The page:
With 45 shop-quality tools, this set is so complete that I could have deposited my entire old kit in the trash and never missed a thing.
With 45 shop-quality tools, this set is so complete that I could have deposited my entire old kit in the trash and never missed a thing. (Photo: JJAG Media)

Upgrade to Park Tool’s Pro Travel and Event Kit

I’ve been telling myself for years that I didn’t need new bike tools. How wrong I was.

With 45 shop-quality tools, this set is so complete that I could have deposited my entire old kit in the trash and never missed a thing.

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I've called myself a cyclist for nearly three decades, and the assortment of tools that I use to work on my bikes has accrued over that duration. Longevity and thriftiness notwithstanding, that is not a good thing.

That collection became, quite frankly, a motley mishmash of bent wrenches, screwdrivers with chipped blades, dull cable cutters, pullers for obsolete crank standards, and lube-sticky hexes, valve stems, tube caps, and other detritus. I smashed it all into a shoebox-size metal case, whose size was so woefully inadequate that I sometimes had to stand on the lid to latch it. (My previous box, which was smaller and had a rickety handle, gave out while I was carrying it, imploding at my side with a crash like a car in a compactor.) And when I needed any tool, I’d have to remove every single item to find it, spreading them out like a deranged surgeon.

But it did the job. I kept my bikes running, though admittedly I had to swing by the local bike shop on a fairly regular basis for help or to borrow something I didn’t have. But that was a small inconvenience, I told myself. I didn’t need anything.

Others begged to differ. A couple of years ago, a friend and mechanic, Brian, agreed to wrench for me at 24 Hours of the Old Pueblo and I told him I’d bring the tools. When he arrived, he’d brought his own. “I know how sad your setup is,” he said. “I couldn’t have gotten you through the first hour.” At last year’s bike test, after watching me lay out my tools in the dirt one afternoon, another friend and bike shop owner, Mike, stood over me shaking his head with such sad, pitying eyes that I felt like I’d told him I lost my house to a fire. Finally, this year, my wife, Jen, who has heard me complain that I can’t find my #4 torque wrench probably once a week for the past five years, reached her limit. “Either get a new tool kit or sell your bikes!” she commanded. “One way or the other, I don’t want to hear it anymore.”

I ordered a Park Tool Professional Travel and Event Kit the next day, but I was still reluctant. How much better could some fancy new tools be?

Well, now that I've spent several months using this incredibly deep and well-conceived set, I realize that was the wrong question. What I should have been asking is: how much worse could my old tools have been? This upgrade is like trading in your original Motorola DynaTAC mobile phone, circa 1983, for a brand new iPhone X.

With 45 shop-quality tools, this set is so complete that I could have deposited my entire old kit in the trash and never missed a thing. (Call me sentimental, but I did not dump them.) Not only are there complete hex and Torx wrench sets, but they are housed in handy plastic keepers so that it’s virtually impossible to lose one. There’s a hex three-way—numbers 4, 5, and 6, the Holy Grail of tools—which I have been lusting after for years but never allowed myself to purchase. And the torque driver, with four bits and the ability to adjust from 4 to 6 nM, not only makes my old wrench obsolete, but also replaces my whole mismatched herd. The pair of bottom bracket tools fit all of my bikes, the rubber handles on the pro pedal wrench and 8mm hex means no more hernias trying to remove pedals with a multi-tool, and I’m pretty sure the cable cutters are sharp enough to take off my finger.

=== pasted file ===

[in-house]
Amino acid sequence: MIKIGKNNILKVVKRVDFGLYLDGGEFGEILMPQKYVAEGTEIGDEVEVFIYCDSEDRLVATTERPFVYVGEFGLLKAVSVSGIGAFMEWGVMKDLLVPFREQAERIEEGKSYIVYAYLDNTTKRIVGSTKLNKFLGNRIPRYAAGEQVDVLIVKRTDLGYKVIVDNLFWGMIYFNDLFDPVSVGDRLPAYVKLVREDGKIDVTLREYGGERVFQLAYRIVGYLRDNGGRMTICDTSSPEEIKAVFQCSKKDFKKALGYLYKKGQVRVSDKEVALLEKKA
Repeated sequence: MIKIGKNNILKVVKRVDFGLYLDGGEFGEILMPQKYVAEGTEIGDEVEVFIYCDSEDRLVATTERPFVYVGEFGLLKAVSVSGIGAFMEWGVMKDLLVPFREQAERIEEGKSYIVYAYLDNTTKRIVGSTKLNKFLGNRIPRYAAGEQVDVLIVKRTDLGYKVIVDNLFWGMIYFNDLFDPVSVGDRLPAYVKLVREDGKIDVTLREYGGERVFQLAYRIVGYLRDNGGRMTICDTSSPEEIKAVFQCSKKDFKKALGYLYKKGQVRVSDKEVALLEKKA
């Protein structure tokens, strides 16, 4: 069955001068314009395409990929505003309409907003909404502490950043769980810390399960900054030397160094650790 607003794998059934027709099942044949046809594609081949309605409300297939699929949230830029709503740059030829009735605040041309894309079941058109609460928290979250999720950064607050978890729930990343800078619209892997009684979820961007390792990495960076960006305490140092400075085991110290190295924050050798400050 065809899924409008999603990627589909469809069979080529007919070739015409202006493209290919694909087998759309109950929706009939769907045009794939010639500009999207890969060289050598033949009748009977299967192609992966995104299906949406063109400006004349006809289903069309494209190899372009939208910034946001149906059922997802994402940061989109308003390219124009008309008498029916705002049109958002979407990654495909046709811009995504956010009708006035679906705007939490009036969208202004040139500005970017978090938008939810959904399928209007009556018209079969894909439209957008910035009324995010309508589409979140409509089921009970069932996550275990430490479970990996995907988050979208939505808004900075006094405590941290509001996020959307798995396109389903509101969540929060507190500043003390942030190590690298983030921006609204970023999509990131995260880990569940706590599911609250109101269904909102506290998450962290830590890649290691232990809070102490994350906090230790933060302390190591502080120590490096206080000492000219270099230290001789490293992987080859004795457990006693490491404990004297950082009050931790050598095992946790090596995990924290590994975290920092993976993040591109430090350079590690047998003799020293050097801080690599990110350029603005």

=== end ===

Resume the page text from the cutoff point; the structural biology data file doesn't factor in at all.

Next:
It’s not only about new either. Some of these tools offer vast design improvements over what I previously owned. For instance, the Chain Whip Pliers are so simple and convenient to use that my old chain whip now seems like a knuckle-bashing torture device. And the Cassette Lockring Tool not only fits three brands, but it has a built-in hefty metal handle to avoid the fiddling about and slipping with a wrench. And the Shop Hammer, with one composite head, means I’ll hopefully no longer mar up aluminum and carbon bits trying to gently tap something with my old metal claw-head monstrosity.

I can already hear the indignation over this kit’s $750 price tag. I was taken aback myself. But if you bought the whole set individually, it would cost 20 percent more, or $915. Besides, it’s pretty amazing to have a hand-curated kit of all the tools you need and none you don’t. And the lockable hard case, which goes for $276, is a significant part of the kits’ value. Not only are there organizer panels to keep it all clean and straight, but the sturdy construction and burly handle means I’ll never again have to worry about dumping 50 pounds of metal on my toes. More importantly, I haven’t lost or misplaced a tool since I got this two months ago, meaning Jen is much relieved.  

When this kit arrived, I pored over my old beater set and added a few of my favorites to this new box, which has plenty of room for additions. Most notably, I transferred my shock pump (an awesome Syncros Digital model, incidentally), a glaring, but explicable omission given that Park Tool doesn’t make one. I haven’t been able to quite let go of the leftovers from that old set, which are stuffed in a plastic sack in my garage. If you know anyone in search of an eclectic, well-loved collection, I’m willing to cut a deal.

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Lead Photo: JJAG Media

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